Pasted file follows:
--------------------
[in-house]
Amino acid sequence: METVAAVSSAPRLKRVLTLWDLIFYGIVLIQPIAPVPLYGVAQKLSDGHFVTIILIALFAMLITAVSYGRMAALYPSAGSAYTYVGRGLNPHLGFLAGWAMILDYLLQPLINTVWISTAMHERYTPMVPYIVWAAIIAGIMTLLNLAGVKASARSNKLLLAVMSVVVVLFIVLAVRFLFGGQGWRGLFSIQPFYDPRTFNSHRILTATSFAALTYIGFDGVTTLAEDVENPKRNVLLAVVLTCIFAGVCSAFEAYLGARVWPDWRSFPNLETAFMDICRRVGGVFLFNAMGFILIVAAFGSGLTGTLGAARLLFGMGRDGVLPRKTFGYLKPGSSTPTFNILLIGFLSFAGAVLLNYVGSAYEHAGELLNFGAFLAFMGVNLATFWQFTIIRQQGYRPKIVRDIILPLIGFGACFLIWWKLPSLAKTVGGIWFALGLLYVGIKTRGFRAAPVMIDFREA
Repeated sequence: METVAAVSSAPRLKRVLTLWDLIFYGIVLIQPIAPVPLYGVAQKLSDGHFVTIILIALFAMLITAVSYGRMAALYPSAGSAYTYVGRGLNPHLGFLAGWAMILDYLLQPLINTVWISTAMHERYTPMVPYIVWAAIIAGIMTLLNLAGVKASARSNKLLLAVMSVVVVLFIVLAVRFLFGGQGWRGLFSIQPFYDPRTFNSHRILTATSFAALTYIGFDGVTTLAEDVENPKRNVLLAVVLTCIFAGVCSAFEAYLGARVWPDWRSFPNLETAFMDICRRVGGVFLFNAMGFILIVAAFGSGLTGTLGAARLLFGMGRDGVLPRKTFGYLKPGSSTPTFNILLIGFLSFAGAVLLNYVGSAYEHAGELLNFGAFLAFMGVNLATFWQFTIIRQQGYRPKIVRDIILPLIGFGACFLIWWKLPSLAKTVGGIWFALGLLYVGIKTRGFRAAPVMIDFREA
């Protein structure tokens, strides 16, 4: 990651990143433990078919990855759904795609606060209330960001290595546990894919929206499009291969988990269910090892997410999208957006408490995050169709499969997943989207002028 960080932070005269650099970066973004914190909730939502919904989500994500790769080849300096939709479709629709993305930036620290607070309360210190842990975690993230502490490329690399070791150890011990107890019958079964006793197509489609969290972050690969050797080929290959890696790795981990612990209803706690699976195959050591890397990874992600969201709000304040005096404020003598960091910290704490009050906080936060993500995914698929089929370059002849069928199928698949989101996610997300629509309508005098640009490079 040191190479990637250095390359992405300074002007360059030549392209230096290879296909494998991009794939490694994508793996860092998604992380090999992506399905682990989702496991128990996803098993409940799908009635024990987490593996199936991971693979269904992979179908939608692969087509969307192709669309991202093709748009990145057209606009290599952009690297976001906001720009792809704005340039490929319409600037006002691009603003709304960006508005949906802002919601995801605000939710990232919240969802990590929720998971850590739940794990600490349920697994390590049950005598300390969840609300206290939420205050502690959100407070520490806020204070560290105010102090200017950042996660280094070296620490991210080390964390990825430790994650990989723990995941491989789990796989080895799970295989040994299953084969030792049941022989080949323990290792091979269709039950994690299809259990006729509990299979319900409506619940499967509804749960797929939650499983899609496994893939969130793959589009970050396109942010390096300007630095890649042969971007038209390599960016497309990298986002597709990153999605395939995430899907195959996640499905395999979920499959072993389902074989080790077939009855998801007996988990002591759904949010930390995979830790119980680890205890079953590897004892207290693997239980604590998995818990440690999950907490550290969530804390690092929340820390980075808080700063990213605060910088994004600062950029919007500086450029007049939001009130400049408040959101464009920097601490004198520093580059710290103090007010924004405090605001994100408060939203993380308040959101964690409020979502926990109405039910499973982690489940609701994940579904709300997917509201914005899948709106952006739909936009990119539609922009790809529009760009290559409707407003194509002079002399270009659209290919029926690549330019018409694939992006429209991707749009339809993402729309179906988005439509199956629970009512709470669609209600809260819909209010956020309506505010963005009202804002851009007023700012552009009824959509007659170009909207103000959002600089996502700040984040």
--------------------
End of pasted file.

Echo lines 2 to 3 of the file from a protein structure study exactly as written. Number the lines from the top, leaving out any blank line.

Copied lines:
Amino acid sequence: METVAAVSSAPRLKRVLTLWDLIFYGIVLIQPIAPVPLYGVAQKLSDGHFVTIILIALFAMLITAVSYGRMAALYPSAGSAYTYVGRGLNPHLGFLAGWAMILDYLLQPLINTVWISTAMHERYTPMVPYIVWAAIIAGIMTLLNLAGVKASARSNKLLLAVMSVVVVLFIVLAVRFLFGGQGWRGLFSIQPFYDPRTFNSHRILTATSFAALTYIGFDGVTTLAEDVENPKRNVLLAVVLTCIFAGVCSAFEAYLGARVWPDWRSFPNLETAFMDICRRVGGVFLFNAMGFILIVAAFGSGLTGTLGAARLLFGMGRDGVLPRKTFGYLKPGSSTPTFNILLIGFLSFAGAVLLNYVGSAYEHAGELLNFGAFLAFMGVNLATFWQFTIIRQQGYRPKIVRDIILPLIGFGACFLIWWKLPSLAKTVGGIWFALGLLYVGIKTRGFRAAPVMIDFREA
Repeated sequence: METVAAVSSAPRLKRVLTLWDLIFYGIVLIQPIAPVPLYGVAQKLSDGHFVTIILIALFAMLITAVSYGRMAALYPSAGSAYTYVGRGLNPHLGFLAGWAMILDYLLQPLINTVWISTAMHERYTPMVPYIVWAAIIAGIMTLLNLAGVKASARSNKLLLAVMSVVVVLFIVLAVRFLFGGQGWRGLFSIQPFYDPRTFNSHRILTATSFAALTYIGFDGVTTLAEDVENPKRNVLLAVVLTCIFAGVCSAFEAYLGARVWPDWRSFPNLETAFMDICRRVGGVFLFNAMGFILIVAAFGSGLTGTLGAARLLFGMGRDGVLPRKTFGYLKPGSSTPTFNILLIGFLSFAGAVLLNYVGSAYEHAGELLNFGAFLAFMGVNLATFWQFTIIRQQGYRPKIVRDIILPLIGFGACFLIWWKLPSLAKTVGGIWFALGLLYVGIKTRGFRAAPVMIDFREA